For the last few months, I’ve been very occupied with several projects. Today, I’m going to tell you about one of them.
I do not discuss the details of my private relationships on this website and I’m not going to start now, so suffice it to say that 52 and I have parted ways. I love Stringtown Rising Farm in the sentimental crazy way that a sentimental crazy person like me can love a farm that is one of the most inhospitable, inaccessible, and unmanageable pieces of land on the planet. I love it anyway, and for my love of it, I stayed there longer than I was happy in my personal situation. I couldn’t bear to leave the farm, but eventually I recognized that I had a responsibility to love myself more than I loved the farm.
As an alternative to leaving, I considered taking over Stringtown Rising Farm–of which I only owned half–on my own. I made a series of lists of what I would have to buy, build, change, and hire done (regularly) in order to operate the farm alone were I to buy out the other half. The farm is awkwardly laid out due to the terrain, and in the winter, it is at times barely accessible to completely inaccessible, in or out. There is no mail delivery. No trash pickup. The school bus doesn’t come. The closest school bus stop is a mile away across the river, or two miles away over the dirt (or ice) road. In the winter, the river is often either too high or iced over. The road the other way is narrow, icy, steep, with sharp drop-offs and no guardrails. There are also numerous issues with the well and the water supply that are beyond my ability to personally maintain. There’s inadequate fencing, inadequate pasture—-how much hay do I want to haul and handle by myself because of the inadequate pasture? How would I replenish the hay and feed supply in the winter? How much would it cost to build more storage for winter? How would I get Morgan to the school bus in the winter? There are often stretches of two to three weeks at a time from January to March when I’m afraid to even move my vehicle and can only get myself or Morgan out with help. The remoteness of the location, due to its inaccessibility, is extreme in the snow and mud months. Would I have to send my daughter away to stay with my cousin for three months of the year? I had always had help, and now I would not. The lists got pretty long, and expensive. Stringtown Rising Farm is an adventure fueled by manpower. To stay alone, I would have to fuel it with a huge infusion of cash for improvements and hired help. And money can’t buy everything to make a farm like Stringtown Rising more manageable. Money can’t buy out winter.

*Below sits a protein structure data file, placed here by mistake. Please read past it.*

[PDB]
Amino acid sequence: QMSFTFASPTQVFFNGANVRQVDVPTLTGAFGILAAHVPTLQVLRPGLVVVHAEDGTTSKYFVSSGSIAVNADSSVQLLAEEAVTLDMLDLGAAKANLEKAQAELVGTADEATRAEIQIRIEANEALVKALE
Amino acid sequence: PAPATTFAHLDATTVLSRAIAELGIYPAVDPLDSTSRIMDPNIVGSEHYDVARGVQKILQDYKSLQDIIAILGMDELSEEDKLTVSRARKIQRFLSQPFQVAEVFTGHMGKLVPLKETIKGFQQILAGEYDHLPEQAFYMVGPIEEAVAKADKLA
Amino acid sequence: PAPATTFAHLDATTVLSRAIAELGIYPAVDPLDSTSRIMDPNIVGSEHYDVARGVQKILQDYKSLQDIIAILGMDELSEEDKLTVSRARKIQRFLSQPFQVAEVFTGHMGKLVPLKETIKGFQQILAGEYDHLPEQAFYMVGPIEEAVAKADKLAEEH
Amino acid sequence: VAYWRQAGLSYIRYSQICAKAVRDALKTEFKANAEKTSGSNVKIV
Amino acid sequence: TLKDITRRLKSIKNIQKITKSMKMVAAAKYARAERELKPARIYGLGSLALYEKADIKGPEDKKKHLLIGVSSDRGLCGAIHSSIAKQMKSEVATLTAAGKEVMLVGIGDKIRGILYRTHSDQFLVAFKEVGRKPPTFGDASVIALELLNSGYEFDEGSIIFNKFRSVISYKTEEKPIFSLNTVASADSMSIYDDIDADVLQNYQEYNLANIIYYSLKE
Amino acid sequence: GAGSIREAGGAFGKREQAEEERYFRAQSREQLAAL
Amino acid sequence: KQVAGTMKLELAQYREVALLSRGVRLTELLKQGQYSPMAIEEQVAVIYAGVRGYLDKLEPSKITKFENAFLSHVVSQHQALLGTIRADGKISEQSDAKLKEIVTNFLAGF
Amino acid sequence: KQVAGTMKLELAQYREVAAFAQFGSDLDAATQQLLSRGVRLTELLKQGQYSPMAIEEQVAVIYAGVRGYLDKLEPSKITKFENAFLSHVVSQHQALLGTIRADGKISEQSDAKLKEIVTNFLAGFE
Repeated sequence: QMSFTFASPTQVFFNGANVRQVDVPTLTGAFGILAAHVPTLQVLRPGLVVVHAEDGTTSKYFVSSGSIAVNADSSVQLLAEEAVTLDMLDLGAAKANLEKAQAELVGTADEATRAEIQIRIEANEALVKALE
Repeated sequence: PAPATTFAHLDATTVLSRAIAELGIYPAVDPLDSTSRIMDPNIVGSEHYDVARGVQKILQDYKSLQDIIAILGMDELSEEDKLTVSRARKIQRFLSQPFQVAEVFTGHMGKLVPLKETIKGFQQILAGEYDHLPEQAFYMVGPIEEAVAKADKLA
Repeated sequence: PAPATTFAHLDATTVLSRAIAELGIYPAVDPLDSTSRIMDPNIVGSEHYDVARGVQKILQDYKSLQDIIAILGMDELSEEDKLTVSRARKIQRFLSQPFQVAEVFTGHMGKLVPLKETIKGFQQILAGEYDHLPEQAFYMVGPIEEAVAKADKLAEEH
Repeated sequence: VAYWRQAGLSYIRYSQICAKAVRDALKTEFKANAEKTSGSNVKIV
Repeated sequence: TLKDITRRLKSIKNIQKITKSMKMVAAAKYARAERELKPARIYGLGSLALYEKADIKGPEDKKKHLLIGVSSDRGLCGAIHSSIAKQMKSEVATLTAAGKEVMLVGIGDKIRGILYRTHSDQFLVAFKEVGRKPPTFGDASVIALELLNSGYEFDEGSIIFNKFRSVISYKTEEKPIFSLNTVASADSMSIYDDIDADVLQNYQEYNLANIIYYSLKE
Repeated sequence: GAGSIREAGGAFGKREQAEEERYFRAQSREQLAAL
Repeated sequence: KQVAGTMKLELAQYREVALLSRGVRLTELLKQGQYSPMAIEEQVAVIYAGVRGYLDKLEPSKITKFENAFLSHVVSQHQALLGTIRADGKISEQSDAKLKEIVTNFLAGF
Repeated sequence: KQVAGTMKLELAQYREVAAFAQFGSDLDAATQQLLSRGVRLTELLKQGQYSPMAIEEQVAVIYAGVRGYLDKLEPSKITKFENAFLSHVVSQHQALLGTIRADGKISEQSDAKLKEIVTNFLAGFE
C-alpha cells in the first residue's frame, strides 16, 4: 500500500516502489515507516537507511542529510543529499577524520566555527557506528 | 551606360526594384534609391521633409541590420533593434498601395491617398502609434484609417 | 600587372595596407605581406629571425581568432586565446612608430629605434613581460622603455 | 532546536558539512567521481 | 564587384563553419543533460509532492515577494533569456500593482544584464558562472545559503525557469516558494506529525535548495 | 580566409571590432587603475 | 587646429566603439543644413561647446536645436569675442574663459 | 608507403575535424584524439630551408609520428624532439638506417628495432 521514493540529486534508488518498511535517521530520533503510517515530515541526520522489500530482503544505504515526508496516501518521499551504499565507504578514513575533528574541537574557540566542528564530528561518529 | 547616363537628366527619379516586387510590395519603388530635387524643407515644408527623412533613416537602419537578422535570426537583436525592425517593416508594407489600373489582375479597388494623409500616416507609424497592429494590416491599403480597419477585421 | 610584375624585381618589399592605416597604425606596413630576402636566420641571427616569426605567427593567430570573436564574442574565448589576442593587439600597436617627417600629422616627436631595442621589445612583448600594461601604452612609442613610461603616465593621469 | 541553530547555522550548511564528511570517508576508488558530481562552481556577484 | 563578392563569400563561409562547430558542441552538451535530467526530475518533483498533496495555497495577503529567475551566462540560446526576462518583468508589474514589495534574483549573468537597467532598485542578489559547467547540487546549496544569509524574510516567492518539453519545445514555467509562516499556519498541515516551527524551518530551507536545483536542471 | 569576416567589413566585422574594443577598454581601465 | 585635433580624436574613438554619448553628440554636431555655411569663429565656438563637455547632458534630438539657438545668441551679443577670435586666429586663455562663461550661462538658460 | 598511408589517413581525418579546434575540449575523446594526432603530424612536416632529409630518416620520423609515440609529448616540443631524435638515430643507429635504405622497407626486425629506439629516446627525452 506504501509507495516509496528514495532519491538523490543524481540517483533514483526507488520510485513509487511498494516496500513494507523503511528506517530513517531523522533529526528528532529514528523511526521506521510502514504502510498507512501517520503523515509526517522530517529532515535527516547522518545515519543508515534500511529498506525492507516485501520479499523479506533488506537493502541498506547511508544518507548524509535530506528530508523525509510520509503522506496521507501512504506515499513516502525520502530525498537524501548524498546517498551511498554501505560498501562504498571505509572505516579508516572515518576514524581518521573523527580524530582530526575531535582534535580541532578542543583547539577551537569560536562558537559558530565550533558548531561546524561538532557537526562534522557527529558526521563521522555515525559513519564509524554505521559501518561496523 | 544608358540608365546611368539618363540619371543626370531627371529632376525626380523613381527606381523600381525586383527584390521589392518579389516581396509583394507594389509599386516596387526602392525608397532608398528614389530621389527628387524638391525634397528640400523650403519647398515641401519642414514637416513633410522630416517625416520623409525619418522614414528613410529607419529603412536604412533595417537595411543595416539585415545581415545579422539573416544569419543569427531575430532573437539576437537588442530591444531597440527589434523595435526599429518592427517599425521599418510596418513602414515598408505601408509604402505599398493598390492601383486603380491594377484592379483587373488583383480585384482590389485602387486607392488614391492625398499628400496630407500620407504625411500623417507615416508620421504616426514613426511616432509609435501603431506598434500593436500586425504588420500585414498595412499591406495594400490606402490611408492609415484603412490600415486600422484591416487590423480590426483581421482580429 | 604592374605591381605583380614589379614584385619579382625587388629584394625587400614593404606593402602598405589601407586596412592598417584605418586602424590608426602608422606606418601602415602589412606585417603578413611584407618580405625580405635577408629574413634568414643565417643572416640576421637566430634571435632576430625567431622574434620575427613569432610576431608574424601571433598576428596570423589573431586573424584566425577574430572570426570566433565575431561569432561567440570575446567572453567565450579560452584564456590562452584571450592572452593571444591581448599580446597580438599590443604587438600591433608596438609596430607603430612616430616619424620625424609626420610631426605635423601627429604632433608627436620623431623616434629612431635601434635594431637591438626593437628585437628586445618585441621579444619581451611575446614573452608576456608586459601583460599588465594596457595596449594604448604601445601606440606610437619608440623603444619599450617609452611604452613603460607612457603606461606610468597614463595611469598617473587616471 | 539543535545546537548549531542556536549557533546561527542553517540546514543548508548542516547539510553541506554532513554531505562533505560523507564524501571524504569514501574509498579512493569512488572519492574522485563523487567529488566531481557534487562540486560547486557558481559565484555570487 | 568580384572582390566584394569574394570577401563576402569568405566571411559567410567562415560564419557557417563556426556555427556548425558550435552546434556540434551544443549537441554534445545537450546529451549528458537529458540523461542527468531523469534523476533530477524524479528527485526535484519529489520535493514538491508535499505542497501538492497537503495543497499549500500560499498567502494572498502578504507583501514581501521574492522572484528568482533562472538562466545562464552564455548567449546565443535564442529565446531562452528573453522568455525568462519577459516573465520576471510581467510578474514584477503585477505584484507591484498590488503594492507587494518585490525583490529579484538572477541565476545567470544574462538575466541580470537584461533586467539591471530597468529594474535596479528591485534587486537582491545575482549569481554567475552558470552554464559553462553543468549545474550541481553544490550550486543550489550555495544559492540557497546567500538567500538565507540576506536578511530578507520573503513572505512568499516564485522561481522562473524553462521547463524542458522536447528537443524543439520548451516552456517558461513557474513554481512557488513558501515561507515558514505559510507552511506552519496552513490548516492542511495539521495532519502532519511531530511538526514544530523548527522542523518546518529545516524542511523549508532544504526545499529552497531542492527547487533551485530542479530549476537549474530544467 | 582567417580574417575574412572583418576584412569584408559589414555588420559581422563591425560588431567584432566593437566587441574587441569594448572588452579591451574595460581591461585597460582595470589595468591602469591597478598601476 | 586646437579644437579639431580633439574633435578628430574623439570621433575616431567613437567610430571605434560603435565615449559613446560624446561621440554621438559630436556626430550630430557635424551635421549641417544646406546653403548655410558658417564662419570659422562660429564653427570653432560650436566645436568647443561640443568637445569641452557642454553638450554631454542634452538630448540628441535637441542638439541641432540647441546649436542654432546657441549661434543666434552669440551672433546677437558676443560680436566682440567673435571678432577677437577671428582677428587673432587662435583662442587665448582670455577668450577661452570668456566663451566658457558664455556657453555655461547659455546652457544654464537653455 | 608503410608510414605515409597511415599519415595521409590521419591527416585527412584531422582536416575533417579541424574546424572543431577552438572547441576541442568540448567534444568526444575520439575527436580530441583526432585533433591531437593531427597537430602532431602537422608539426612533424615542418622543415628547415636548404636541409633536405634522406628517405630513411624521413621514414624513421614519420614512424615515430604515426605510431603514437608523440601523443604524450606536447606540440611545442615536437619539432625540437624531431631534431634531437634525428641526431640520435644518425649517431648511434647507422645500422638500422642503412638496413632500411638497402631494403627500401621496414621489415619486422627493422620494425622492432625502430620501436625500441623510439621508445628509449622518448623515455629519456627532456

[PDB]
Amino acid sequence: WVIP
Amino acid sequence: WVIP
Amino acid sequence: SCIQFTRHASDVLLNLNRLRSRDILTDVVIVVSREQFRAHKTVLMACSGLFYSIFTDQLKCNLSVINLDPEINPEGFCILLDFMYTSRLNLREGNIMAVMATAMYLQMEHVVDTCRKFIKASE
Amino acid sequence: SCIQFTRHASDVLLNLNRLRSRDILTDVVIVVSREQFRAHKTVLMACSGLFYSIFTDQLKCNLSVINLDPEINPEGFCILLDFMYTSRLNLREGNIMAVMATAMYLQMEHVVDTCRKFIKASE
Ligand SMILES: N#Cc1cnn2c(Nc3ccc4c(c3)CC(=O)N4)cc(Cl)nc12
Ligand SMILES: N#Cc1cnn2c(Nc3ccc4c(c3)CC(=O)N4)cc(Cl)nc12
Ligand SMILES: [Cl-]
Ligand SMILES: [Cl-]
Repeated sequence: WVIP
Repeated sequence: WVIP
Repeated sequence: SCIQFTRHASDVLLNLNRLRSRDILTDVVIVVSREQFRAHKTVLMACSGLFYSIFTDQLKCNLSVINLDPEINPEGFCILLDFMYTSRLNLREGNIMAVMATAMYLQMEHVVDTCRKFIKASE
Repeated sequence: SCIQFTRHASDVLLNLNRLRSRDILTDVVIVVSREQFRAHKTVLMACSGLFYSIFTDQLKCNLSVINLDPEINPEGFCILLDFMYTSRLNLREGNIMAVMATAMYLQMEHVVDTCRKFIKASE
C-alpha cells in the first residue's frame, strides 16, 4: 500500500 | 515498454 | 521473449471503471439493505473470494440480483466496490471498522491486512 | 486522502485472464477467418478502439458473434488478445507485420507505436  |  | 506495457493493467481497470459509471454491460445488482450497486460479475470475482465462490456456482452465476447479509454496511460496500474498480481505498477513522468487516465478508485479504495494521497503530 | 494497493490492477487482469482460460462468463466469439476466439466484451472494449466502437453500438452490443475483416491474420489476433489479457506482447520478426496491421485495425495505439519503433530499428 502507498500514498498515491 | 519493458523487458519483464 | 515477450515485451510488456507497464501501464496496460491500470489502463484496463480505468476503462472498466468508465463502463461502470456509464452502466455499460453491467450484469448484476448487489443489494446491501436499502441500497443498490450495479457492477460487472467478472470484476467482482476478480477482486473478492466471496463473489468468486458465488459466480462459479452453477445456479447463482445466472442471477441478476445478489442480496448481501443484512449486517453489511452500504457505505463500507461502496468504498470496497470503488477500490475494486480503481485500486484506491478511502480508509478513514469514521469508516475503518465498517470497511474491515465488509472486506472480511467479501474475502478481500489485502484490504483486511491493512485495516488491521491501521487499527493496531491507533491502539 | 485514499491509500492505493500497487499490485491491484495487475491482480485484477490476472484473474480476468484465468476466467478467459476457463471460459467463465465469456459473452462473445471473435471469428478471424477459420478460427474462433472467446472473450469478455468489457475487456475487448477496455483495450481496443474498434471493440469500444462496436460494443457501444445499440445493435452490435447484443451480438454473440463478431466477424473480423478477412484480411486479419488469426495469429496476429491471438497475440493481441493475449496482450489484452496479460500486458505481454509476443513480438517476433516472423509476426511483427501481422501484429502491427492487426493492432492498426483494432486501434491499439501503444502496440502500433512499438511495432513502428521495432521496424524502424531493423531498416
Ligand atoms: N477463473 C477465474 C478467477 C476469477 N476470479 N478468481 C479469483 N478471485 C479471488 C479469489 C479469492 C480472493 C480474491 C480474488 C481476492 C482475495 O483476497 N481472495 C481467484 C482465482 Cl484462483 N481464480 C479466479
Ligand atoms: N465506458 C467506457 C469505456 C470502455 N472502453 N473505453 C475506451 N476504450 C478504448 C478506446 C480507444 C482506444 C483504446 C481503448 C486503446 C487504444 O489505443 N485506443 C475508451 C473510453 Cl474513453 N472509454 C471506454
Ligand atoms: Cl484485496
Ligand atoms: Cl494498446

In spite of it all, I was determined to stay at Stringtown Rising Farm because I loved it so much, but common sense reared its pragmatic head, saving me from myself. To remain at such a farm alone was a stupid idea, and possibly even dangerous for a woman on her own. Stringtown Rising Farm would have to be put up for sale. It was a painful decision, but there are moments in life when you have to do what you have to do. I had to leave, and so I faced the next question–what now? Was this a disastrous ending, or could it be the beginning of something wonderful?
I chose the beginning of something wonderful and I looked for a farm of my own that would provide everything I needed to be independent and safe.
My new farm is about 10 miles away from the old farm, still in Roane County, West Virginia, in an area once known as Clio. It’s a 100-acre farm on a hard road. Not only is it a hard road, there aren’t even any potholes. No potholes! There is mail delivery. Mail delivery! A mailbox right in front of the house! And the school bus comes—right in front of the house! The house is a charming vintage 1935 move in-ready farmhouse that has been restored and maintained, and it comes with free gas to keep me warm in the winter. There is a separate studio in the back for my commercial kitchen for classes and farm stays. Under the studio is a large stone cellar. There is a mature cherry tree and several mature apple trees in the yard. On the land are wild raspberries, blackberries, sassafras, ginseng, and morels, just for starters. There are creeks and springs and a pond—and a sunny flat place for a garden.
Much of the 100 acres is cleared (and flat!) and fenced with quality, sturdy fencing primed for animals to move right in. There are many different fields with connecting gates to allow for rotational grazing, including a 35-acre (fenced) upper meadow. There is a large field near the house perfect for goats, and it comes with a goat house. There is a faucet at the goat field for water—no carrying water or running hoses! There is a good well, and public water is also available.